First up, I didn’t do it because of the iPhone 4. Doubt me if you will (and I know you will), but it’s true.
I also didn’t return it because of the screen. Sure it might not have the highest resolution available, but it’s still pretty darn impressive. In fact, the screen size was the one thing I might’ve kept the phone for, despite my other gripes.
I didn’t do it because of Android. Well, not explicitly because of Android. I don’t mind Android. I love the widgets, I love the way I could customize the home screen. I really liked many of things Andoid does that aren’t even options on the iPhone. I even liked HTC’s custom “Sense” interface.
I didn’t do it because of the battery. Sure, the battery life of the brand new Evo was only marginally better than my two year old iPhone 3G, but it was a lifespan I could deal with, and if it got worse, buying a new battery would be easy and painless.
And I didn’t do it because of the lack of 4G. Guess what? Despite the fact that Los Angeles isn’t yet an officially supported 4G city, I found plenty of places around town with 4G service, including my own neighborhood. That was actually one of the biggest, more pleasant surprises about the phone.
No, I did it because of one word: Podcasts.
Yes, you read that right. Podcasts.
Android has plenty of ways to get podcasts onto the phone. But most of them involve directly downloading or streaming the podcasts through the phone itself. If you’re in an area with no data signal when you decide you want to listen to a podcast, you better hope you already downloaded one you didn’t hear yet. You also better hope you have the battery power to finish the download.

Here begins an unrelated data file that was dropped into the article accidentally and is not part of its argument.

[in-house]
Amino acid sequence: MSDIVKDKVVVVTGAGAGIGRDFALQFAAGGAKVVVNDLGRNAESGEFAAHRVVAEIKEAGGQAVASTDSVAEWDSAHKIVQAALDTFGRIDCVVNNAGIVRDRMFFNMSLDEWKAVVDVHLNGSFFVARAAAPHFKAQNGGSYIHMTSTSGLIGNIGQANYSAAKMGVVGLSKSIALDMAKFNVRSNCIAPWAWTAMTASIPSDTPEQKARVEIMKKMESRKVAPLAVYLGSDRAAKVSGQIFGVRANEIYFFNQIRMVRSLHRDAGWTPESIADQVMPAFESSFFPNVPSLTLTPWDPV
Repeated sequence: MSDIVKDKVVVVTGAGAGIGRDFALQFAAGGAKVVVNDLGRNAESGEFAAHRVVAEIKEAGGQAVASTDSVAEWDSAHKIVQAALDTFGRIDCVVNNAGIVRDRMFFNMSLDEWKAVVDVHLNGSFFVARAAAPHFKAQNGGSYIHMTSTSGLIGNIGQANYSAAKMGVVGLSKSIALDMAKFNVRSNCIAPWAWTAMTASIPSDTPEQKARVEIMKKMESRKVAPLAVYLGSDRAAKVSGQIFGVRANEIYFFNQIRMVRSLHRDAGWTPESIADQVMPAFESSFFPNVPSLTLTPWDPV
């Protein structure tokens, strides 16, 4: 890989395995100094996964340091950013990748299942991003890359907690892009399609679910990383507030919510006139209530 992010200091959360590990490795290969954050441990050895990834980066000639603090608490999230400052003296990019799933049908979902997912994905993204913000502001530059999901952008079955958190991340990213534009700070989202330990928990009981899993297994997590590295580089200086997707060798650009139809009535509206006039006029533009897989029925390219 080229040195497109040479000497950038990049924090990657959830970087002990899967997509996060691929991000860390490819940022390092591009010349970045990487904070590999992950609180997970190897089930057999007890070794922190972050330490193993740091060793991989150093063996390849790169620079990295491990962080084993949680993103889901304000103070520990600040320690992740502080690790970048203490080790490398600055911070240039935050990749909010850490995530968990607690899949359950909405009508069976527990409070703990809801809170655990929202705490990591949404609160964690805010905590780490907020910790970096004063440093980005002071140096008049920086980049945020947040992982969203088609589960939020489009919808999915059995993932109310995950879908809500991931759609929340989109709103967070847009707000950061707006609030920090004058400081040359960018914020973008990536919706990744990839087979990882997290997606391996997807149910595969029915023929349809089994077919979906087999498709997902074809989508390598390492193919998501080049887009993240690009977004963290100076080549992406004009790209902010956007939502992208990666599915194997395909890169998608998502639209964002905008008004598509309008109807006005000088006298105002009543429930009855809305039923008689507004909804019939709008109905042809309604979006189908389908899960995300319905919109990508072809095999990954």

The desktop syncing solution, via a program called DoubleTwist, wasn’t much better. In fact, because podcast syncing isn’t even a feature yet on the Mac version of the software, it was just a disappointing tease of potential.
I listen to a lot of podcasts, and I’m used to a system (with my iPhone and iTunes) where new podcasts are automatically downloaded onto my computer every morning before I wake up. And as soon as I plug my cell phone into my computer to charge it, those podcasts automatically get copied over without me having to do anything. Had DoubleTwist been able to do that, or had there been an Android App that allowed me schedule automated downloads a la iTunes, I probably would’ve kept the phone. Silly, right? Such a small thing for most people, but because podcasts are a big deal to me, it was actually a pretty big thing.